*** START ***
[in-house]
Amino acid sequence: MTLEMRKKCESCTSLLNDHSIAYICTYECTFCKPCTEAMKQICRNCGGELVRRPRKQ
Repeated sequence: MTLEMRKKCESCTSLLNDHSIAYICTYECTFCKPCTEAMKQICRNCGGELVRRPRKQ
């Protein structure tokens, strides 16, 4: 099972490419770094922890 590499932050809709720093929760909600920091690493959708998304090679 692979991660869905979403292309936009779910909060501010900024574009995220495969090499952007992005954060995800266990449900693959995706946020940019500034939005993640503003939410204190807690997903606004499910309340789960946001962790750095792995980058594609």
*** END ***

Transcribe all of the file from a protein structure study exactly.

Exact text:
[in-house]
Amino acid sequence: MTLEMRKKCESCTSLLNDHSIAYICTYECTFCKPCTEAMKQICRNCGGELVRRPRKQ
Repeated sequence: MTLEMRKKCESCTSLLNDHSIAYICTYECTFCKPCTEAMKQICRNCGGELVRRPRKQ
């Protein structure tokens, strides 16, 4: 099972490419770094922890 590499932050809709720093929760909600920091690493959708998304090679 692979991660869905979403292309936009779910909060501010900024574009995220495969090499952007992005954060995800266990449900693959995706946020940019500034939005993640503003939410204190807690997903606004499910309340789960946001962790750095792995980058594609």